capture, which they could not hold.
started on his expedition down the river he had 20,000 men, taken from Memphis
, and was reinforced by 12,000 more at Helena, Arkansas
The troops on the west bank of the river had previously been assigned to my command.
having received the orders for his assignment reached the mouth of the Yazoo
on the 2d of January, and immediately assumed command of all the troops with Sherman
, being a part of his own corps, the 13th, and all of Sherman
's, the 15th.
, and Admiral Porter
with the fleet, had withdrawn from the Yazoo
After consultation they decided that neither the army nor navy could render service to the cause where
they were, and learning that I had withdrawn from the interior of Mississippi
, they determined to return to the Arkansas River
and to attack Arkansas
Post, about fifty miles up that stream and garrisoned by about five or six thousand men. Sherman
had learned of the existence of this force through a man who had been captured by the enemy with a steamer loaded with ammunition and other supplies intended for his command.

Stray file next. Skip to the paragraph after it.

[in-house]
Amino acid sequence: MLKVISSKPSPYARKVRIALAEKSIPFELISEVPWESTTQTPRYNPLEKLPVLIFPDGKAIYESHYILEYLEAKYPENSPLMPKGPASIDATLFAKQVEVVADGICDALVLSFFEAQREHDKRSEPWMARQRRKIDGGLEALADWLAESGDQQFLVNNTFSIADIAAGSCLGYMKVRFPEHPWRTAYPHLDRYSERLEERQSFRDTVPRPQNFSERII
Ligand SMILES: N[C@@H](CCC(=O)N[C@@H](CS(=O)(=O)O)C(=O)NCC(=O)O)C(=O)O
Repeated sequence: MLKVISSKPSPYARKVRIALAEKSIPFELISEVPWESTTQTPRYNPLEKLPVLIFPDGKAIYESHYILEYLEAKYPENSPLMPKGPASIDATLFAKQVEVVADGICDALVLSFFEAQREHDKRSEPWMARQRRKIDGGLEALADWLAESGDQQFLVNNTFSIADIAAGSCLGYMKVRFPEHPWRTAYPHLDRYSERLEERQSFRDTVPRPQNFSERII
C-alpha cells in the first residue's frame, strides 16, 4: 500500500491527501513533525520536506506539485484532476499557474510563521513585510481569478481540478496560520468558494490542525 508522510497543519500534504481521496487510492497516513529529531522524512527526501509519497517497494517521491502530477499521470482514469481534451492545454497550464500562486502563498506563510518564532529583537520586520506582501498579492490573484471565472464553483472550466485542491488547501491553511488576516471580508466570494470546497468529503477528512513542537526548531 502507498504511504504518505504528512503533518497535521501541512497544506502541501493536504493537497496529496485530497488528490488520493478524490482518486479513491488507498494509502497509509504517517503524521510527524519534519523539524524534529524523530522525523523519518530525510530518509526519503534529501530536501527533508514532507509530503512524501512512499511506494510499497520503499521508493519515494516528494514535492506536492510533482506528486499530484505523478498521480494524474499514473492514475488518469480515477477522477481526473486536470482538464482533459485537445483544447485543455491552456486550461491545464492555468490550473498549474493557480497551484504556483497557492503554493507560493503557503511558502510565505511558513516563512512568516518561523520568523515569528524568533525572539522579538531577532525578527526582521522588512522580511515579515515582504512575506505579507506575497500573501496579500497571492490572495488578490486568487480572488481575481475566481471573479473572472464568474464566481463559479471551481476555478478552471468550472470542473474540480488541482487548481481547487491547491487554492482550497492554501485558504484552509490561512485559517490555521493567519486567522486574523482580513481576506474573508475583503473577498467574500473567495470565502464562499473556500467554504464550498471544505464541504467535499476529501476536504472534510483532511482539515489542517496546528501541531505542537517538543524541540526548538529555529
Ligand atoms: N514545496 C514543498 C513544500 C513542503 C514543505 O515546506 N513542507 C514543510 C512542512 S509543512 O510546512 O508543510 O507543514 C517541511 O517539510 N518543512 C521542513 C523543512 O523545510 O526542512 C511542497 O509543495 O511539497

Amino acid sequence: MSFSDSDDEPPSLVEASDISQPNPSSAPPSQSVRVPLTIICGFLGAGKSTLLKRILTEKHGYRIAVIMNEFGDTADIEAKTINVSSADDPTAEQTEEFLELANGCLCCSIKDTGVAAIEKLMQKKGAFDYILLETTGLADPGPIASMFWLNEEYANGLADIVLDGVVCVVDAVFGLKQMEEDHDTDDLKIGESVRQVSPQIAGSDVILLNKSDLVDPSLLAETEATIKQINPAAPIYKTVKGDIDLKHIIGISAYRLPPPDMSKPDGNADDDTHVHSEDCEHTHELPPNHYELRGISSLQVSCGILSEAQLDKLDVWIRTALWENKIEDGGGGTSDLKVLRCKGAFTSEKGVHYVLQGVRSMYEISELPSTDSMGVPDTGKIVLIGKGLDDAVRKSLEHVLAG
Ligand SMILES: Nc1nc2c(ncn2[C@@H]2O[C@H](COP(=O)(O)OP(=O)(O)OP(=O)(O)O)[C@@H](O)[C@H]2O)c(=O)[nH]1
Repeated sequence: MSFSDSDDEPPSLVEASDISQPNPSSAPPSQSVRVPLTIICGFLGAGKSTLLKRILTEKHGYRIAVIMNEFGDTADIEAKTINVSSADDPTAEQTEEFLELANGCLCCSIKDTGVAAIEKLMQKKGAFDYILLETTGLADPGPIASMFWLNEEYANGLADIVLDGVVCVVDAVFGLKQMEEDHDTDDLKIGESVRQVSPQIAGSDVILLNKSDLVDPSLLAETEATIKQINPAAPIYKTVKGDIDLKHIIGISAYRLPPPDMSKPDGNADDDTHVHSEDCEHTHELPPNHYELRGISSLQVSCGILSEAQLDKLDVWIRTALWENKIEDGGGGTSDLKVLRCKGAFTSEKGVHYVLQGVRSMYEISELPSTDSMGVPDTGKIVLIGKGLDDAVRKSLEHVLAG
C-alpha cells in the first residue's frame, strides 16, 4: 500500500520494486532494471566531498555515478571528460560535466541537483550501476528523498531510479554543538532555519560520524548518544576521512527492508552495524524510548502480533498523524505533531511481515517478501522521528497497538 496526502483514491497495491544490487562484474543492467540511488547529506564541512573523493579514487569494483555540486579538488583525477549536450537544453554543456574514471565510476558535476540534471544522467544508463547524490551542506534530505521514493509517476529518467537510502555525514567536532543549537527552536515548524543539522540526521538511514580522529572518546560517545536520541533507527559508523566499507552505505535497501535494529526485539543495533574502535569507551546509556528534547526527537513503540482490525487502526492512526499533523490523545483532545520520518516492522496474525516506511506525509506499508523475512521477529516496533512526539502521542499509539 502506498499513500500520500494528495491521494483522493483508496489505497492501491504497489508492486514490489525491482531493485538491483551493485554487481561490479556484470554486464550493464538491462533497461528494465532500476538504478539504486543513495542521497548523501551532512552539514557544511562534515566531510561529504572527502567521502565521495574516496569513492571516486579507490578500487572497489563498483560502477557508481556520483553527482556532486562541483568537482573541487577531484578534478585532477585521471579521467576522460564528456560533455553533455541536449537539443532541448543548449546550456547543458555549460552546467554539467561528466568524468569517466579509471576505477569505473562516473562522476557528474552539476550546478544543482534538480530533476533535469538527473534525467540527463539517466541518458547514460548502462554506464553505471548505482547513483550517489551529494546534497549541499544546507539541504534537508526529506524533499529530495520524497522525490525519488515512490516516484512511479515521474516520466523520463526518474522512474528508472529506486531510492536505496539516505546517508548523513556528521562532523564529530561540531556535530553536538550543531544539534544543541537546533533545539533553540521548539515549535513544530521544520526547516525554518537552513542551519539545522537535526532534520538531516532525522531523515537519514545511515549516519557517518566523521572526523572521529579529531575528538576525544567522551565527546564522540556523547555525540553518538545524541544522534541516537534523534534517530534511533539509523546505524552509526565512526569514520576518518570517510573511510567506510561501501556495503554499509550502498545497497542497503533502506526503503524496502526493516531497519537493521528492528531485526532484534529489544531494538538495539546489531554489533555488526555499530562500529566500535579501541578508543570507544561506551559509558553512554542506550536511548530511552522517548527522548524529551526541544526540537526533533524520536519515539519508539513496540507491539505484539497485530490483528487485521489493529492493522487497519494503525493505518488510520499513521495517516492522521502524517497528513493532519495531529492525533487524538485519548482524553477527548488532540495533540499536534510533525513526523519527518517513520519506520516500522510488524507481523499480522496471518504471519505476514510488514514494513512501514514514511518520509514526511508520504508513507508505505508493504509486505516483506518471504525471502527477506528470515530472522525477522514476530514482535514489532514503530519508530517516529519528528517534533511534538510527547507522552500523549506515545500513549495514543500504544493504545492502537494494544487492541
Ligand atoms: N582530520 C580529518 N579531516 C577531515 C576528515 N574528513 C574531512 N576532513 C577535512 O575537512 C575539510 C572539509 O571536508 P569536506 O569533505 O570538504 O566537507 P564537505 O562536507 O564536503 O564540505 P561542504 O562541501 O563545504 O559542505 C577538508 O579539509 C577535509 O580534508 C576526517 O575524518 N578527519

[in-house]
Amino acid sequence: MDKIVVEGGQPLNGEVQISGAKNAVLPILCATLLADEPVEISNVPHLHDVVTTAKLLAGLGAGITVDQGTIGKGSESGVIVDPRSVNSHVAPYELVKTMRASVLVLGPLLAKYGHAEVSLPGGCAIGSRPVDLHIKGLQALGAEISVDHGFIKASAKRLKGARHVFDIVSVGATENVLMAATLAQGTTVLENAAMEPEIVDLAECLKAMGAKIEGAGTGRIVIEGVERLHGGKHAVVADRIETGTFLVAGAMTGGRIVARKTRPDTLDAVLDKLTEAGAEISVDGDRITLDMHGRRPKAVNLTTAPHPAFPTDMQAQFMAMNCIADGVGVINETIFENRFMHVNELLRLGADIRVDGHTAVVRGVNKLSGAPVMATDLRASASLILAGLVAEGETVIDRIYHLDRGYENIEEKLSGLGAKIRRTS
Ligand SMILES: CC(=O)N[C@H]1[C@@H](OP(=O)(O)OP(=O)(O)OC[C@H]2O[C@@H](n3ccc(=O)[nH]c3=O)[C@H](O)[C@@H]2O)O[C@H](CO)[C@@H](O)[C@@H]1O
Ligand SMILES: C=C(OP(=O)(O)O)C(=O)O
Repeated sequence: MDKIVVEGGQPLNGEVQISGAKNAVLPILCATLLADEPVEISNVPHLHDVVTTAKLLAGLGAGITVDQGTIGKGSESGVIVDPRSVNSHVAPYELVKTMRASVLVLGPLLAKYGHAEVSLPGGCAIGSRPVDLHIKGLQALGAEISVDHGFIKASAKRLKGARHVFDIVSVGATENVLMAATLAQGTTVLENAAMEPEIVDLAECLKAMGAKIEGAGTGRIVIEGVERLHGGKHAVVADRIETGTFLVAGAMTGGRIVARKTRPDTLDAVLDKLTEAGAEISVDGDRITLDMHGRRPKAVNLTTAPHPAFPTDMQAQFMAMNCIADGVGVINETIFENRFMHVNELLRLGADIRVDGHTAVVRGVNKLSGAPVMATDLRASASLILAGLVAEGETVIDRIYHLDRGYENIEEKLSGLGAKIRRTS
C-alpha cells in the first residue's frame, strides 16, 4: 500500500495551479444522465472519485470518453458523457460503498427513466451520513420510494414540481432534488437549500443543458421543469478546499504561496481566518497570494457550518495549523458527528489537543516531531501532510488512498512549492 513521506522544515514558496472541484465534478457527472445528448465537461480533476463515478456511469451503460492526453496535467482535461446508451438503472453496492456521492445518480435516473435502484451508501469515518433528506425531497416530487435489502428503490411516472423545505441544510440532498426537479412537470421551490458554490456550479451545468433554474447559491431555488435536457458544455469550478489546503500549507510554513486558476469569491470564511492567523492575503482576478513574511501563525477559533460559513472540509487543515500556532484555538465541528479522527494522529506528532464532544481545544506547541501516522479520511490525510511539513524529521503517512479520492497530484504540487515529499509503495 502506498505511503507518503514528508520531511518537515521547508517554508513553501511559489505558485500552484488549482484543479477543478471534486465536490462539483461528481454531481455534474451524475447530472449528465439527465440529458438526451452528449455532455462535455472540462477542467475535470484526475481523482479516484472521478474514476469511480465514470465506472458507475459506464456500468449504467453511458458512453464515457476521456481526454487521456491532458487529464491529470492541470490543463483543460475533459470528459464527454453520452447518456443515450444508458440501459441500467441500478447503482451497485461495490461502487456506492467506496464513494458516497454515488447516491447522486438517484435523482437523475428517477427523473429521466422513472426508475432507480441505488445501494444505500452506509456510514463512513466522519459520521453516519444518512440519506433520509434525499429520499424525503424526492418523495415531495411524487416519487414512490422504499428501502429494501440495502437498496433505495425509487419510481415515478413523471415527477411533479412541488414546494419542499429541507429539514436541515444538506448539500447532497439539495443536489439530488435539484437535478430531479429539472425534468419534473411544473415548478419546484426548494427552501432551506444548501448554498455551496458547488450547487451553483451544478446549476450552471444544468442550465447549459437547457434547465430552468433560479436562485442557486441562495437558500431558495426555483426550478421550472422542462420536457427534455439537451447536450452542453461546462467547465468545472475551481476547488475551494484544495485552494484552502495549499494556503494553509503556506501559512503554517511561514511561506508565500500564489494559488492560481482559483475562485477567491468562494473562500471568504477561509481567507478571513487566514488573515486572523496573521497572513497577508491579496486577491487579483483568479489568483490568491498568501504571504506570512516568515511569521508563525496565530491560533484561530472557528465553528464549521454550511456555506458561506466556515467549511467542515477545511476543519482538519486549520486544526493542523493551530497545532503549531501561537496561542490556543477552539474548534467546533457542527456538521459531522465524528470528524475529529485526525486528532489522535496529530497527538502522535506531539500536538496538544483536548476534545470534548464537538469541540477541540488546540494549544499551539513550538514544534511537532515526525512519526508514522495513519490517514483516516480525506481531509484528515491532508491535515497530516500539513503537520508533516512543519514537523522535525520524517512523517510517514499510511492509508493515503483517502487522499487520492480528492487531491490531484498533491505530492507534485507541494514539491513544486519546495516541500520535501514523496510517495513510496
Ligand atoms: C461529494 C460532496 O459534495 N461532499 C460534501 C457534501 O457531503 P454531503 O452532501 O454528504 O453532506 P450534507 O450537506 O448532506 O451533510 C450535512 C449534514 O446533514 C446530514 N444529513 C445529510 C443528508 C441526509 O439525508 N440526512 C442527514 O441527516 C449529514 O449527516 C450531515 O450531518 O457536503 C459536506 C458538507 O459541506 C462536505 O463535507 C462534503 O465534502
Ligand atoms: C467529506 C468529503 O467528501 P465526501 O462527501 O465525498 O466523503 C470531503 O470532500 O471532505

The man had made his escape.
approved this move reluctantly, as Sherman
No obstacle was encountered until the gunboats and transports were within range of the fort.
After three days bombardment by the navy an assault was made by the troops and marines, resulting in the capture of the place, and in taking 5,000 prisoners and 17 guns.
I was at first disposed to disapprove of this move as an unnecessary side movement having no especial bearing upon the work before us; but when the result was understood I regarded it as very important.
Five thousand Confederate troops left in the rear might have caused us much trouble and loss of property while navigating the Mississippi
Immediately after the reduction of Arkansas
Post and the capture of the garrison, McClernand
returned with his entire force to Napoleon
, at the mouth of the Arkansas River
From here I received messages from both Sherman
and Admiral Porter